S. Korea may buy radar jamming gear from Westinghouse

January 15, 1994|By John B. O'Donnell | John B. O'Donnell,Washington Bureau

WASHINGTON -- In a move seen as a potential shot in the arm for Westinghouse, the Department of Defense has cleared the way for the sale of the firm's problem-plagued airborne radar jammer system to South Korea.

The South Korean government is buying 120 F-16 Falcon fighters manufactured by McDonnell Douglas, and the purchase of the radar jammers for the planes could be a big boost for the Westinghouse Electronic Systems Group plant in Linthicum. A company spokeswoman could not say whether South Korea has actually placed an order for the jammers.

"It is really too early to tell what the impact would be on the Baltimore operations," said Ann E. Grizzel, a spokeswoman for the firm, which earlier this week announced plans to cut 6,000 jobs nationwide as part of a restructuring.

Westinghouse and ITT Avionics of Clifton, N.J., spent 16 years jointly developing the radar jammer, designed to protect fighter planes from enemy radar and radar-guided weapons systems, at a cost of $1.5 billion. In 1992, the jammer underwent its final operational tests, which were to be the prelude to Defense Department selection of one of the firms to produce upward of 600 additional systems at a cost of hundreds of millions of dollars.

However, the system did not perform satisfactorily in those tests and the Bush Administration, in its final weeks in office, killed the program, prompting Westinghouse to lay off 460 Baltimore-area workers and ITT to lay off 300 in New Jersey.

Members of the Maryland congressional delegation, led by Sen. Barbara A. Mikulski, almost immediately began a campaign to persuade the new Clinton administration to reverse that decision, arguing that the scoring of the crucial final tests was faulty and that it was foolish to abandon the program and start over.

Ms. Mikulski yesterday hailed the Defense Department's latest action as "great news . . . for Westinghouse and the men and women who work there."

"Once the sale of [the jammer] begins, it will defend American jobs and defend an American ally," she said in a prepared statement.

The latest Defense Department move, announced in a letter from Deputy Secretary William Perry to the South Korean defense minister, appears to be a retreat from an earlier Pentagon decision making it very difficult, if not impossible, for Westinghouse and ITT to sell the jammer abroad.

Last summer, John Deutch, the Pentagon acquisitions chief, told Sen. David Pryor, an Arkansas Democrat, and Sen. William V. Roth Jr., a Delaware Republican, that he would not allow the radar jammer's inclusion in the U.S. foreign military sales program, which includes the F-16 sale to Korea. The two senators are strong critics of the jammer who applauded the Bush administration's decision to kill it and have resisted efforts to revive the program.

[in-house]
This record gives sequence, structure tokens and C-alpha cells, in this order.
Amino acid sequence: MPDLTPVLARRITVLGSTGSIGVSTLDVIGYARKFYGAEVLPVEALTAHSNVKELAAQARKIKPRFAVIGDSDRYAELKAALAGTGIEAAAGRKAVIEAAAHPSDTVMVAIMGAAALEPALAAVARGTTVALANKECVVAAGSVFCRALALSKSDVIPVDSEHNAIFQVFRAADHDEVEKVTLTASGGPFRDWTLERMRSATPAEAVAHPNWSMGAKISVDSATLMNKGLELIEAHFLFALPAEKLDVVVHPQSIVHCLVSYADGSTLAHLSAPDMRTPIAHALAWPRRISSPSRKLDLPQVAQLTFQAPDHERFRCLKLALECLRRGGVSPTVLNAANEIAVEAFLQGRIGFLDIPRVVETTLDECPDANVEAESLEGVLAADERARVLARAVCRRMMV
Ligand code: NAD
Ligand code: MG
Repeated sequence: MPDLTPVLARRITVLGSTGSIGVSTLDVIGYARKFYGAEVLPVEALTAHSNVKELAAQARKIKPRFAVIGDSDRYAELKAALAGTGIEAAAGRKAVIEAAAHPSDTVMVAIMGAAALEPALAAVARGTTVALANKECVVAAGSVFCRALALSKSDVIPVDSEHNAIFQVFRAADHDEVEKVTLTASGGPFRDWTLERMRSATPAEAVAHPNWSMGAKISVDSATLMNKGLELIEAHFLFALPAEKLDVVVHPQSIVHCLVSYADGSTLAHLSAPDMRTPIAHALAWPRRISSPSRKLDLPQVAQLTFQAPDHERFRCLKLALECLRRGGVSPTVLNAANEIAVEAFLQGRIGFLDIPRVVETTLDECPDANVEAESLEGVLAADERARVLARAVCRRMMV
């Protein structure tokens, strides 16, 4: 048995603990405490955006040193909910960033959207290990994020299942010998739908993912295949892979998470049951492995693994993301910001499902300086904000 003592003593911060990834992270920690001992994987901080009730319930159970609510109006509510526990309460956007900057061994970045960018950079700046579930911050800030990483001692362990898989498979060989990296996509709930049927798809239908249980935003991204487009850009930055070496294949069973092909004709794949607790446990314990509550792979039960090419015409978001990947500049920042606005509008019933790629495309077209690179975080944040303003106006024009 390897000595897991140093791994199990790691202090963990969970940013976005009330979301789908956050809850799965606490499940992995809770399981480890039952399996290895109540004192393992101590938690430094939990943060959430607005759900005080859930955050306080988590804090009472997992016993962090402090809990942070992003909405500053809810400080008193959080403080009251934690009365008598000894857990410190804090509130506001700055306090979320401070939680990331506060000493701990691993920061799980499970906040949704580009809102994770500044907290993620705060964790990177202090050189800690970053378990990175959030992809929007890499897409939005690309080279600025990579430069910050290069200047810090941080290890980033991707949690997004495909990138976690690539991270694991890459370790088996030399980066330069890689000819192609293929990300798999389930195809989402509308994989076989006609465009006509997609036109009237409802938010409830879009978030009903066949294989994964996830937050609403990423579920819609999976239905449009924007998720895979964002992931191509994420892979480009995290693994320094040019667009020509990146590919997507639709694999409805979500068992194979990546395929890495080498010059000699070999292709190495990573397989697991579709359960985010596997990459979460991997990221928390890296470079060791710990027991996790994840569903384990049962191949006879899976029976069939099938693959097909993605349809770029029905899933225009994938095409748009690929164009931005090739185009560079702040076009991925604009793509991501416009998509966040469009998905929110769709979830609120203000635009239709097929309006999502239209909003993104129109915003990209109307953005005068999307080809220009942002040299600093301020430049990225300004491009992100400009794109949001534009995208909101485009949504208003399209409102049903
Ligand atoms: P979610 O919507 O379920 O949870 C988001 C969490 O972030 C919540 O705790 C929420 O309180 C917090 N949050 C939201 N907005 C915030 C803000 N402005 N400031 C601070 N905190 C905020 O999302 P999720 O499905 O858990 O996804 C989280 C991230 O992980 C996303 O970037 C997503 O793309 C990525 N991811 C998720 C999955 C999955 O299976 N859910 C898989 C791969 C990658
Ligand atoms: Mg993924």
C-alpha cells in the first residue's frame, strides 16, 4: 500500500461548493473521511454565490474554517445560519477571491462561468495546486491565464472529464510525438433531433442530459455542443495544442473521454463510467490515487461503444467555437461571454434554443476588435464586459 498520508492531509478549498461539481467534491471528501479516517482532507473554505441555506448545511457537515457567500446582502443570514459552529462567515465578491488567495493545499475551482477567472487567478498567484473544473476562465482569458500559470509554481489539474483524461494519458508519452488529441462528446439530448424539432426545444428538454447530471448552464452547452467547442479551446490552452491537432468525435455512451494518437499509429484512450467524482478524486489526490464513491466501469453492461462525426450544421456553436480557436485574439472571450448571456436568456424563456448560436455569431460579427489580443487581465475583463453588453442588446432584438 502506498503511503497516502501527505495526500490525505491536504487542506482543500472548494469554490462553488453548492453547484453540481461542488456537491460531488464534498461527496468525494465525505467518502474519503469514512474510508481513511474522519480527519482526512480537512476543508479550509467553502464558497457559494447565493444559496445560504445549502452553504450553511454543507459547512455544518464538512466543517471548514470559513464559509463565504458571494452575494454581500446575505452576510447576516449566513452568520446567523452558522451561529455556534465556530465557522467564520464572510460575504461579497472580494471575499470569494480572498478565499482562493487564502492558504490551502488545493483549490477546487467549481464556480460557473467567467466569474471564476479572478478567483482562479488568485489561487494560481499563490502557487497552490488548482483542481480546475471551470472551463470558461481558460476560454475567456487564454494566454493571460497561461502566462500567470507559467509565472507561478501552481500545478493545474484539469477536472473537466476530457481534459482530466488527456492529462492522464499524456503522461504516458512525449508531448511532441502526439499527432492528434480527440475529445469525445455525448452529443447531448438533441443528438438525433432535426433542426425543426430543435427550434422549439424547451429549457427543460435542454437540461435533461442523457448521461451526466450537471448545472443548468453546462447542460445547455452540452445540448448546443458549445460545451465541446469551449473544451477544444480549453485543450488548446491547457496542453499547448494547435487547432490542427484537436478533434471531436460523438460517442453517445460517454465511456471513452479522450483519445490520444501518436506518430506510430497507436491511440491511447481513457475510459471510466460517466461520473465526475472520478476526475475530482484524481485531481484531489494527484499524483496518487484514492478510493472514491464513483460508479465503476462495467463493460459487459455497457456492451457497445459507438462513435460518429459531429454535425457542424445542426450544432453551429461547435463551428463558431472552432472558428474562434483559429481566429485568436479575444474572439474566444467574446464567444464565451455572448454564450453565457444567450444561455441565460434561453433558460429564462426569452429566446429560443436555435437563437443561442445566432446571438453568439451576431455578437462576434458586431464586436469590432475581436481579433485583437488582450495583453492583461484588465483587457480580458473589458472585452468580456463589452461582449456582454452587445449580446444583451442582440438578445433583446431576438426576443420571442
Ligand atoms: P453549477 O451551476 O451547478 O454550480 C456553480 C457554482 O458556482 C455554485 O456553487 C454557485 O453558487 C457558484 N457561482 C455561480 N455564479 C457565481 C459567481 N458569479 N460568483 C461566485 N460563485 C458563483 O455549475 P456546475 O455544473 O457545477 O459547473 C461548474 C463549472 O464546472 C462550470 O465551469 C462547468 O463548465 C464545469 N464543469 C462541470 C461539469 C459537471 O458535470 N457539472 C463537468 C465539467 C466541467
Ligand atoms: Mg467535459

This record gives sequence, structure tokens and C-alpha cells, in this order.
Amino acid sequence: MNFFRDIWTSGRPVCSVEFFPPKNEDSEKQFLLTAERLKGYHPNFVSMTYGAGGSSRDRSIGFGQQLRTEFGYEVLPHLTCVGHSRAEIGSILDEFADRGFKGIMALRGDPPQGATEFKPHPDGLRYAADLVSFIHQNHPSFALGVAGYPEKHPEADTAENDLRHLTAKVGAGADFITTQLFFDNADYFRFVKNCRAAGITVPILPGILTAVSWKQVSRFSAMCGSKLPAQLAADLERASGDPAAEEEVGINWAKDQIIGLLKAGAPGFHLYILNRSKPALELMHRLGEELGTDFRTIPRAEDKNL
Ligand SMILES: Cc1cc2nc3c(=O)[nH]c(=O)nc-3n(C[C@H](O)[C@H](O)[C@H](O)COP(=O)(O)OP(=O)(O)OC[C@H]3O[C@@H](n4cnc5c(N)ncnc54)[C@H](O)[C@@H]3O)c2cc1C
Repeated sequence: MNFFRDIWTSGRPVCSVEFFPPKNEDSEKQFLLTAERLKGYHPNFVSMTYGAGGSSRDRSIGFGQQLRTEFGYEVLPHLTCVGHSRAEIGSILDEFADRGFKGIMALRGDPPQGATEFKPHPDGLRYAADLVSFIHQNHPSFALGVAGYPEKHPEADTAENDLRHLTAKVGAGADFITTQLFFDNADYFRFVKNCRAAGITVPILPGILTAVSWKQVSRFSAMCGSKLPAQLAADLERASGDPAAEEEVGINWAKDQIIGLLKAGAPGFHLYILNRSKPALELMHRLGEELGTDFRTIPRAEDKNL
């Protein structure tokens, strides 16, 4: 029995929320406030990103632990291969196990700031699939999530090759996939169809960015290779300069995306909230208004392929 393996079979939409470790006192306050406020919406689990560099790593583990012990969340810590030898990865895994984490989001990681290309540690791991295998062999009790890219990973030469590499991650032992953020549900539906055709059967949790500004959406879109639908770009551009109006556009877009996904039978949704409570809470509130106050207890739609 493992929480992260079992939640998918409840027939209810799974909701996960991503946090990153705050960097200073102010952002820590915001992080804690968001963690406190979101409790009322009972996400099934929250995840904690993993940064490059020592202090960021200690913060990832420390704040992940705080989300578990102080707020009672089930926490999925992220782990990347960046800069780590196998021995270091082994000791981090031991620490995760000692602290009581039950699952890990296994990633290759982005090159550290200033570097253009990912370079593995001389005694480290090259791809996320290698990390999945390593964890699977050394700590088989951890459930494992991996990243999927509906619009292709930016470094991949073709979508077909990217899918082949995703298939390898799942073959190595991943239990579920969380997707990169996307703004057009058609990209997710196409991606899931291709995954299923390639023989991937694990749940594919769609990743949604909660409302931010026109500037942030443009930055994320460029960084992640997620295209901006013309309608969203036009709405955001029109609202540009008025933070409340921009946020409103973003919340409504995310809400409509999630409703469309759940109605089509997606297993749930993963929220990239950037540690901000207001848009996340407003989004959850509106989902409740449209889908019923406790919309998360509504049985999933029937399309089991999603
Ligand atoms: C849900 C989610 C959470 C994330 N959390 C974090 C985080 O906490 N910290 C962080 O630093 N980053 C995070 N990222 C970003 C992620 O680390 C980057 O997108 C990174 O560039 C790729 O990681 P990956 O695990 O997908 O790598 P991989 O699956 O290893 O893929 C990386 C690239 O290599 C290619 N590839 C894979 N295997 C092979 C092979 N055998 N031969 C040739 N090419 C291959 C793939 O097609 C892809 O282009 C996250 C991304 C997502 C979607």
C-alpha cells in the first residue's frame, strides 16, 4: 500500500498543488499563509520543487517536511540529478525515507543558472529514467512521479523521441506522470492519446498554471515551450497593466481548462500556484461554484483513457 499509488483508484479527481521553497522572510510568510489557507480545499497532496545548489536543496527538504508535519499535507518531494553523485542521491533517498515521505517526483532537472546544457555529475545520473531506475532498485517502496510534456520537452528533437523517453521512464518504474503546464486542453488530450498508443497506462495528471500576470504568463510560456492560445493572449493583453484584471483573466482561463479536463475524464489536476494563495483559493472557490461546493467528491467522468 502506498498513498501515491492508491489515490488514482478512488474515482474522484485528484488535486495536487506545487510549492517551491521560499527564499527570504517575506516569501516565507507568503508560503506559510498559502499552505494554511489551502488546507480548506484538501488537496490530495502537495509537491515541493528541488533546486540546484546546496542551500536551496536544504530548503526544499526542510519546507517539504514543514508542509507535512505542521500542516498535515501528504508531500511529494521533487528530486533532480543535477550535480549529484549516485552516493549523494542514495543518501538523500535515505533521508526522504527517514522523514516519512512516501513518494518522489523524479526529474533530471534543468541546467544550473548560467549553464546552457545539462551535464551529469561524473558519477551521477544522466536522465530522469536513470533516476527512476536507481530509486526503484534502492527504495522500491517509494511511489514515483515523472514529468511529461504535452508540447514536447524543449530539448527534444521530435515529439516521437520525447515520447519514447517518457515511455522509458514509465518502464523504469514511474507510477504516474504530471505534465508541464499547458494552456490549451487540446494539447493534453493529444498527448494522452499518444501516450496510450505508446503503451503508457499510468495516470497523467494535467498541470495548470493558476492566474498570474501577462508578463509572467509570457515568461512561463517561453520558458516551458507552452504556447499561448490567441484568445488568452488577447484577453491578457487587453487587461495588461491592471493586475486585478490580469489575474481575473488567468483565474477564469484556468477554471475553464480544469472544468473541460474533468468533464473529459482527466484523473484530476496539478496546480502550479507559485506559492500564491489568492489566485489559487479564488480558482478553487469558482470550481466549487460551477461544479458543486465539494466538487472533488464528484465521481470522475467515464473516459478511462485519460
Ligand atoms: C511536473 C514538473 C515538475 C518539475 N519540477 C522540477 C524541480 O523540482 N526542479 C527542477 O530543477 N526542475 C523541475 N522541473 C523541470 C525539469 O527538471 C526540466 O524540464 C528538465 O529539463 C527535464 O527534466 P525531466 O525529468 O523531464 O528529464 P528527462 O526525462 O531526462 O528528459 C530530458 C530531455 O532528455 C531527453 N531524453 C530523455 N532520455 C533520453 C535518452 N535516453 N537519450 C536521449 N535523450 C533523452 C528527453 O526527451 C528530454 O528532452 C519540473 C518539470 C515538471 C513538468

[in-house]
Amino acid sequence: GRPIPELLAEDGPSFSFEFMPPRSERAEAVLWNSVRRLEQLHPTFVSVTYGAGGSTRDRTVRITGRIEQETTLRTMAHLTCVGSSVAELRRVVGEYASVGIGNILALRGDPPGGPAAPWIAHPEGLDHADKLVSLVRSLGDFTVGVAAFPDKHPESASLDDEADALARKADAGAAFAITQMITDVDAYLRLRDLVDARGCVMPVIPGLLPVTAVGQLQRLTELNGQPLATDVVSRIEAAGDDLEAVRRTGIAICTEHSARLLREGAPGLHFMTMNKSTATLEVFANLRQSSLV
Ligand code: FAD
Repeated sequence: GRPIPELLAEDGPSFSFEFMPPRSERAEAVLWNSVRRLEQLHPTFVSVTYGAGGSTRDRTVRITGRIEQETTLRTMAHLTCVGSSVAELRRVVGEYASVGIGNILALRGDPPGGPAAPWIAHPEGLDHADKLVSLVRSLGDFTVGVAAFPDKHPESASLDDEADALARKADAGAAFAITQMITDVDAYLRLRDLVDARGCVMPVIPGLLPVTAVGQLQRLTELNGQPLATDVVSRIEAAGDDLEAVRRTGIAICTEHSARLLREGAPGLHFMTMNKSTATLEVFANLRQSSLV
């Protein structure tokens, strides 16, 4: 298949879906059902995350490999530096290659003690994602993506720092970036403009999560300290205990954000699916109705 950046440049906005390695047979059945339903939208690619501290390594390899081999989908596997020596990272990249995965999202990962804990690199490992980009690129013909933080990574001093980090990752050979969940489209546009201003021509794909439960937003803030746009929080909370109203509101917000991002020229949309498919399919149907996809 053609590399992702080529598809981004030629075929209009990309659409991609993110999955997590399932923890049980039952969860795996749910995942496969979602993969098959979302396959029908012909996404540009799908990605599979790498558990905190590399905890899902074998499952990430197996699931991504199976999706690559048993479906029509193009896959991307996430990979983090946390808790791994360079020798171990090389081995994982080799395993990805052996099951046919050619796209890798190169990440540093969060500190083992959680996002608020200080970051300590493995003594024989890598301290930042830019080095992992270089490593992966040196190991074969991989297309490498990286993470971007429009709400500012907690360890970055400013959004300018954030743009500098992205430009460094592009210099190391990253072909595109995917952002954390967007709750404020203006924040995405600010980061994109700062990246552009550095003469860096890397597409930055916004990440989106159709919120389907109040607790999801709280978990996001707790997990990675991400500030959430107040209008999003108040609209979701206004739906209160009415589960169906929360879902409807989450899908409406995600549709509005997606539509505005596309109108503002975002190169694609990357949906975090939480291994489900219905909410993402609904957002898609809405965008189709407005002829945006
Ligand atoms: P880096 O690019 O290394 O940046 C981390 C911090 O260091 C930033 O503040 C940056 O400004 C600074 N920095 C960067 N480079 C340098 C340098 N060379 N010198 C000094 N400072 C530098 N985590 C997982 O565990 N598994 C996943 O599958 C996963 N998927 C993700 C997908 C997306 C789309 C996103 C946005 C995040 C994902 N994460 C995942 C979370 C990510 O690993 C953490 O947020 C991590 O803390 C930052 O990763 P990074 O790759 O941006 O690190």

Brandon Belote, an ITT spokesman in Washington, said any foreign sales of the radar jammer would be a joint project between his firm and Westinghouse. He said the State Department last spring gave the two firms permission to try to sell the jammers to seven nations.

In addition to the possibility of equipping 120 South Korean planes, Finland is buying 64 F-18s and a Finnish Air Force officer said last year that it might purchase the radar jammer, despite U.S. cancellation of the program.

The apparent boost for foreign sales came as the Navy, still looking for a radar jamming system for its planes, asked defense contractors late last month to submit initial proposals on substitutes for the Westinghouse-ITT system. Spokesmen for Westinghouse and ITT indicated that they would submit proposals.

One Capitol Hill aide, an advocate of the Westinghouse system, said this search will "help make the case" for the Westinghouse system because the Pentagon could end up, after this new review, concluding that this is the best system available.

Meantime, proponents of the system are hoping it will be installed on the F-14D, a version of the Navy's Tomcat fighter, a plane that is configured for use of that system and that has no alternative readily available. Mr. Deutch agreed last summer to test the jammer on the F-14D and said it would be installed on the 55 planes if tests were successful.

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